Take away the glasses, and Madison Schools Superintendent Art Rainwater bears a passing resemblance to Rodney Dangerfield, the late comedian whose tag line was, "I don't get no respect."
The Madison Metropolitan School District has compiled an impressive record of student achievement through the years and has shown heartening progress in reducing the racial performance gap - a gap that has been documented in many districts across the land. But despite this, Rainwater has faced an increasingly restive constituency and a growing public perception, justified or not, that Madison schools are in decline.
Rainwater does get a lot of respect from some quarters, where his ability to steer the school district through some trying times is appreciated. By now we all know that legislative fiat has hampered the ability of local school districts to fund themselves. And the federal government's No Child Left Behind initiative has further narrowed the district's latitude for self-determination. Local schools aren't quite as local as they used to be.
Still, there's a strong tendency for voters to place the blame for perceived shortcomings on the local administration, Rainwater and his staff, with some more ire thrown the way of teachers unions. This message started to come home in the spring elections of 2005, when two out of three bond issues floated by the district were defeated, a shocking outcome in a district that theretofore had been willing to pay any price for educational excellence. The results highlighted a growing lack of trust in the district's administration. In the school board elections of 2006, a slate of "insurgent" candidates had significant success; some of them are now working on a reconstituted board, a further sign of changing times in school-community relations.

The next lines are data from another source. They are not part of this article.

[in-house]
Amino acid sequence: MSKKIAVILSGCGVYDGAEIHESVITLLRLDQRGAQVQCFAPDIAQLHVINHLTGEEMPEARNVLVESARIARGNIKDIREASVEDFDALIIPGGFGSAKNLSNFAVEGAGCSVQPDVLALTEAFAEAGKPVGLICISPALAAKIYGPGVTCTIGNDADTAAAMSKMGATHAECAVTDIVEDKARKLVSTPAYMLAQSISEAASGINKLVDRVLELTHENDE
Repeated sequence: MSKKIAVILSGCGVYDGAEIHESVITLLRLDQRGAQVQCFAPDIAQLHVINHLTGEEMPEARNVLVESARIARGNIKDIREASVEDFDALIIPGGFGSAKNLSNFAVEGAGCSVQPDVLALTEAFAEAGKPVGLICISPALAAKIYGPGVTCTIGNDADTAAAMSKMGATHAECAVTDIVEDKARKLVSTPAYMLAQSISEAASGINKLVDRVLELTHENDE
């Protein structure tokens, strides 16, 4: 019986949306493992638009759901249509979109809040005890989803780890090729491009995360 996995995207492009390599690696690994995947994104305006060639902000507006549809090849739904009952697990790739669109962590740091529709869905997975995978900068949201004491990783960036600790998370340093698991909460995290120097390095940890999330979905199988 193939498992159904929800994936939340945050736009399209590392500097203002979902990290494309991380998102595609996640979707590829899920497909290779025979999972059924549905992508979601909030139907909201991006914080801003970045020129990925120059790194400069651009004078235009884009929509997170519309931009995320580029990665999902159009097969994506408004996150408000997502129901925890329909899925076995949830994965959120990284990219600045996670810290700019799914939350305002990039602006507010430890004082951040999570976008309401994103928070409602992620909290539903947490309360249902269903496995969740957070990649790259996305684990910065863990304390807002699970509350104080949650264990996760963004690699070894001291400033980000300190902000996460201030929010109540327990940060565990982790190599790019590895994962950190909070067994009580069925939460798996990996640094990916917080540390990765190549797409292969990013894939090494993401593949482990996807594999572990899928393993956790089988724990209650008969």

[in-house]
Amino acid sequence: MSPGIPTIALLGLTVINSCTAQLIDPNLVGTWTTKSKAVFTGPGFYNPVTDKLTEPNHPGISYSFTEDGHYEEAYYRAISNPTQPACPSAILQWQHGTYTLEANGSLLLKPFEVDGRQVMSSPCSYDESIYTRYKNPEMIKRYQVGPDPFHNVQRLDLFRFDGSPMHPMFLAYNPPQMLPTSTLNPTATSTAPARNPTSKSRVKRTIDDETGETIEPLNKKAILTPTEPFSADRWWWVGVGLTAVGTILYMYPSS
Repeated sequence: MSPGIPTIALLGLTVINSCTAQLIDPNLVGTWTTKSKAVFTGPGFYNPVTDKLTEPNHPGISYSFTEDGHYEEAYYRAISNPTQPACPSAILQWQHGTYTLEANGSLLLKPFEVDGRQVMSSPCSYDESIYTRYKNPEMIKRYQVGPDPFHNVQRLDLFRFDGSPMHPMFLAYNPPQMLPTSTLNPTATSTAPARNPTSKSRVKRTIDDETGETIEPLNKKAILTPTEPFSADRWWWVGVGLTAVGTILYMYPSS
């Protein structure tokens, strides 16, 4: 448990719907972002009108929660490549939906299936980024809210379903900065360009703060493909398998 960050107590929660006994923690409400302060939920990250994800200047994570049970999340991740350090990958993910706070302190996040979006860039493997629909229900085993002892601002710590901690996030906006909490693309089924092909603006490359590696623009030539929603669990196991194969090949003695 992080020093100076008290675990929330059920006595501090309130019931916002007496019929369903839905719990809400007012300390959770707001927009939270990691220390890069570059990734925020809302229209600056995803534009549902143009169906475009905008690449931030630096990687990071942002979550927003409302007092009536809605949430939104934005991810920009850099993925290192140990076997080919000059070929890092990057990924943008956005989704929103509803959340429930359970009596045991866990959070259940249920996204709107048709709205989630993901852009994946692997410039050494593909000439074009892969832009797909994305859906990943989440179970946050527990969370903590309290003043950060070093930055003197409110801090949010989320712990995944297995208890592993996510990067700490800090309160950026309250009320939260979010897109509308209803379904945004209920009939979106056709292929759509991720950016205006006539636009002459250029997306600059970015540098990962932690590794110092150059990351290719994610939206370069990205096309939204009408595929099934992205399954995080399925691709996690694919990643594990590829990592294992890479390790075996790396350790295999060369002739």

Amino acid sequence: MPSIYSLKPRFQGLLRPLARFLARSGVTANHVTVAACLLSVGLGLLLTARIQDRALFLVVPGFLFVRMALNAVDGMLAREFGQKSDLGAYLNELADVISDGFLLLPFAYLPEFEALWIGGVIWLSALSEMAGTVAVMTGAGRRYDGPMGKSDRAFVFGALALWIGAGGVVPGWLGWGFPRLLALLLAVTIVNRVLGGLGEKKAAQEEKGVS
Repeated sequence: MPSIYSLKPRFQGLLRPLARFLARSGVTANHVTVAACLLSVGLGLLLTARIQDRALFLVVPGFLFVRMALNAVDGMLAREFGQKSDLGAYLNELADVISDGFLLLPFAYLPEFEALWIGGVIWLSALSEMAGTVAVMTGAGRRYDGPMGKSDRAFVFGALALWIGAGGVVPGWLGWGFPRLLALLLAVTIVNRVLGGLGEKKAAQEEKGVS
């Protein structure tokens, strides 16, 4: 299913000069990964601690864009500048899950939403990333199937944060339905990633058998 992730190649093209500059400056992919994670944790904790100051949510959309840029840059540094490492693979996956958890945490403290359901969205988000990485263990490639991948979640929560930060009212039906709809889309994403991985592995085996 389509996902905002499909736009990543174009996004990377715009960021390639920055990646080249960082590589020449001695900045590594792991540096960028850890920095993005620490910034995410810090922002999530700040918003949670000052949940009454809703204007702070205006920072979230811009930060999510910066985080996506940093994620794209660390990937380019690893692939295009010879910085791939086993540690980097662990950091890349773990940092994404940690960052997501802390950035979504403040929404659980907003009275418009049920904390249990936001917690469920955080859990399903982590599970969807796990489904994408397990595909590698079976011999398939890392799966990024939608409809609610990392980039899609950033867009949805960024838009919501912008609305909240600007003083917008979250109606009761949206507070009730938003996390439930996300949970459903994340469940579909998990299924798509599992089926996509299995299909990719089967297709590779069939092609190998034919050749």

Our cover story this week, "Chartering Change," sees some optimism in the promise of charter schools to change, if not actual performance, at least public support of public schools. Our schools correspondent, Jason Shepard, sees greater experimentation as a possible answer to the dissatisfaction with present policy.
Schools are the most important element in maintaining the fabric of our society. Here's hoping that we come up with the proper solutions to the greatest challenge our schools are facing - the changing demographics of a developing city.